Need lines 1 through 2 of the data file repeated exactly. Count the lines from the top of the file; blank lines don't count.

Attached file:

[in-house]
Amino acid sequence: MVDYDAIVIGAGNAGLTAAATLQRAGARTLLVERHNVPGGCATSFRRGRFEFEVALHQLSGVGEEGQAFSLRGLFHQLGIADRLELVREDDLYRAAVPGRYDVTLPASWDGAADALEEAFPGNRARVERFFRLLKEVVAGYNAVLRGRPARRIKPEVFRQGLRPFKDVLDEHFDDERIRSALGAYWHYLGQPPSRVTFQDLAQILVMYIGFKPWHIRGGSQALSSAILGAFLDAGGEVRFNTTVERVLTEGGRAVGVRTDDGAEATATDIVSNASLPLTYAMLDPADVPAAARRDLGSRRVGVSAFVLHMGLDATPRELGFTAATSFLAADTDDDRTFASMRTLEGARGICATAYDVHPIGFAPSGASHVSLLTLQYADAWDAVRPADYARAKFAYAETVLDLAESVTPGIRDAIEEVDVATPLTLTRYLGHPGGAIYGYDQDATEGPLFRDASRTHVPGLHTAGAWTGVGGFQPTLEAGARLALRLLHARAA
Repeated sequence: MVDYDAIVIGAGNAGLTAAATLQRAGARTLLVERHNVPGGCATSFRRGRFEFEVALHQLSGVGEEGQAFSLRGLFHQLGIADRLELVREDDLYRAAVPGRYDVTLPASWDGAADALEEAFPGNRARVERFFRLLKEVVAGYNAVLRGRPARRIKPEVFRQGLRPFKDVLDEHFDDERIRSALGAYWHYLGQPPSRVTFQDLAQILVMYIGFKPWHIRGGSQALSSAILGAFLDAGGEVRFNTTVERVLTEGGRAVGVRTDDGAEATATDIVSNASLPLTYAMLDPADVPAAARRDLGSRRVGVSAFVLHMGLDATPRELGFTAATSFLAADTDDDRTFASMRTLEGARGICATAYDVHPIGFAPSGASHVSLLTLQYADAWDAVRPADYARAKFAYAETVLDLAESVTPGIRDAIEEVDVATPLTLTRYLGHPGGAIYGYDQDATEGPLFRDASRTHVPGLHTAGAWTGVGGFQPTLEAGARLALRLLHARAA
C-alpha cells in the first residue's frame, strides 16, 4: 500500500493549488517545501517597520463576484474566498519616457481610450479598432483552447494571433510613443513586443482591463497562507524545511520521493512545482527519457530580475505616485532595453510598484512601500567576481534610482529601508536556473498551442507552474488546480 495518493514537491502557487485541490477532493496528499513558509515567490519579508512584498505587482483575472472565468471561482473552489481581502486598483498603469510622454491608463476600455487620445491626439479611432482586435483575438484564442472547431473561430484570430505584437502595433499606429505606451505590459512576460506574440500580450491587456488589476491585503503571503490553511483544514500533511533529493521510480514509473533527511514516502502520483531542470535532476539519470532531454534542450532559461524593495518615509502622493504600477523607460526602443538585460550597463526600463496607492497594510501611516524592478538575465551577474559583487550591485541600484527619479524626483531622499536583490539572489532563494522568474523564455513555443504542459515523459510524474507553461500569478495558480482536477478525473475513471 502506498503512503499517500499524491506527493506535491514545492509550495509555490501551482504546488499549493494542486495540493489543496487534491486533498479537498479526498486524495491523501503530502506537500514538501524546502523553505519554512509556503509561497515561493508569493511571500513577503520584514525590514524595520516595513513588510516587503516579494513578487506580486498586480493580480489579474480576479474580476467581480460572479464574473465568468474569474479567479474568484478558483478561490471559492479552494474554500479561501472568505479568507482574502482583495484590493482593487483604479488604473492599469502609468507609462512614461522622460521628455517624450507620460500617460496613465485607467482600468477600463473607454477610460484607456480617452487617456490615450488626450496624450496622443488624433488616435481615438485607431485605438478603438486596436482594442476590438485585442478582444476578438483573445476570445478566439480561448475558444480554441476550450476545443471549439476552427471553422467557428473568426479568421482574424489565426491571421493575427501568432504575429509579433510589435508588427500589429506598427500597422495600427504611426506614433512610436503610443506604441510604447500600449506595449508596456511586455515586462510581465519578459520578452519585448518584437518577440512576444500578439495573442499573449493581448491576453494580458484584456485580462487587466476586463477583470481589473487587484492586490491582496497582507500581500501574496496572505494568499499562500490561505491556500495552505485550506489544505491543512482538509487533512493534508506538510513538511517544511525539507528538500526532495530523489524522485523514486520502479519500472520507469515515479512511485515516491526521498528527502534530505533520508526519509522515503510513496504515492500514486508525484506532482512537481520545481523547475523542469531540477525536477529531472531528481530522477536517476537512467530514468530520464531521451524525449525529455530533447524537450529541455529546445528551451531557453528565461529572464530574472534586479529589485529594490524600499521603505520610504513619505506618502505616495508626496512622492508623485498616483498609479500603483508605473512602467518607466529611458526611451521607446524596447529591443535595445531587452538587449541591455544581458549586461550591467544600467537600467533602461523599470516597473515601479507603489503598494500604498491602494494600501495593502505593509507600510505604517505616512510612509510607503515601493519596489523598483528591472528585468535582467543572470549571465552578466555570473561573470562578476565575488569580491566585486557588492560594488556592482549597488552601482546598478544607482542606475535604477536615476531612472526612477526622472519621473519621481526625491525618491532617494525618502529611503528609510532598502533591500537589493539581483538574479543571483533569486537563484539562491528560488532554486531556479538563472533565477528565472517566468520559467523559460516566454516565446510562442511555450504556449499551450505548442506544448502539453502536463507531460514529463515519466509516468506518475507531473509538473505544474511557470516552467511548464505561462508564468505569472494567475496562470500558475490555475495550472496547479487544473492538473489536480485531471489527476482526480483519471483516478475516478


[in-house]
Amino acid sequence: MVDYDAIVIGAGNAGLTAAATLQRAGARTLLVERHNVPGGCATSFRRGRFEFEVALHQLSGVGEEGQAFSLRGLFHQLGIADRLELVREDDLYRAAVPGRYDVTLPASWDGAADALEEAFPGNRARVERFFRLLKEVVAGYNAVLRGRPARRIKPEVFRQGLRPFKDVLDEHFDDERIRSALGAYWHYLGQPPSRVTFQDLAQILVMYIGFKPWHIRGGSQALSSAILGAFLDAGGEVRFNTTVERVLTEGGRAVGVRTDDGAEATATDIVSNASLPLTYAMLDPADVPAAARRDLGSRRVGVSAFVLHMGLDATPRELGFTAATSFLAADTDDDRTFASMRTLEGARGICATAYDVHPIGFAPSGASHVSLLTLQYADAWDAVRPADYARAKFAYAETVLDLAESVTPGIRDAIEEVDVATPLTLTRYLGHPGGAIYGYDQDATEGPLFRDASRTHVPGLHTAGAWTGVGGFQPTLEAGARLALRLLHARAA